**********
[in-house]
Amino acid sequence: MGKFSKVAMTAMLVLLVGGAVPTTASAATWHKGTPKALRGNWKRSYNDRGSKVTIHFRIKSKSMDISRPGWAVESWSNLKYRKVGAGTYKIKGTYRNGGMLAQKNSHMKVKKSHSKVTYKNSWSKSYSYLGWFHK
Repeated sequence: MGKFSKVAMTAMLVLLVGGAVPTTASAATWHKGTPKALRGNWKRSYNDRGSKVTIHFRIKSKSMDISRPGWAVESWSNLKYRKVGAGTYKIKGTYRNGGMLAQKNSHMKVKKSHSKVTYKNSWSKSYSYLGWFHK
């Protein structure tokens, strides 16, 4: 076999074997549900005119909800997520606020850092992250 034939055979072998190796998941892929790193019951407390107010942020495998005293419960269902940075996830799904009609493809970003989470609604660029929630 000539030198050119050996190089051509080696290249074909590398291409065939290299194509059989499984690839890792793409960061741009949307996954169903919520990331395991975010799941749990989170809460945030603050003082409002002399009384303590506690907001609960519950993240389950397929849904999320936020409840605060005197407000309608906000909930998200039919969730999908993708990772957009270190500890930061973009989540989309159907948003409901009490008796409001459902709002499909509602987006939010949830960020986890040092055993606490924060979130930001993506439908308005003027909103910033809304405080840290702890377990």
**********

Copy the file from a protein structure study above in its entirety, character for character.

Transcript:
[in-house]
Amino acid sequence: MGKFSKVAMTAMLVLLVGGAVPTTASAATWHKGTPKALRGNWKRSYNDRGSKVTIHFRIKSKSMDISRPGWAVESWSNLKYRKVGAGTYKIKGTYRNGGMLAQKNSHMKVKKSHSKVTYKNSWSKSYSYLGWFHK
Repeated sequence: MGKFSKVAMTAMLVLLVGGAVPTTASAATWHKGTPKALRGNWKRSYNDRGSKVTIHFRIKSKSMDISRPGWAVESWSNLKYRKVGAGTYKIKGTYRNGGMLAQKNSHMKVKKSHSKVTYKNSWSKSYSYLGWFHK
């Protein structure tokens, strides 16, 4: 076999074997549900005119909800997520606020850092992250 034939055979072998190796998941892929790193019951407390107010942020495998005293419960269902940075996830799904009609493809970003989470609604660029929630 000539030198050119050996190089051509080696290249074909590398291409065939290299194509059989499984690839890792793409960061741009949307996954169903919520990331395991975010799941749990989170809460945030603050003082409002002399009384303590506690907001609960519950993240389950397929849904999320936020409840605060005197407000309608906000909930998200039919969730999908993708990772957009270190500890930061973009989540989309159907948003409901009490008796409001459902709002499909509602987006939010949830960020986890040092055993606490924060979130930001993506439908308005003027909103910033809304405080840290702890377990």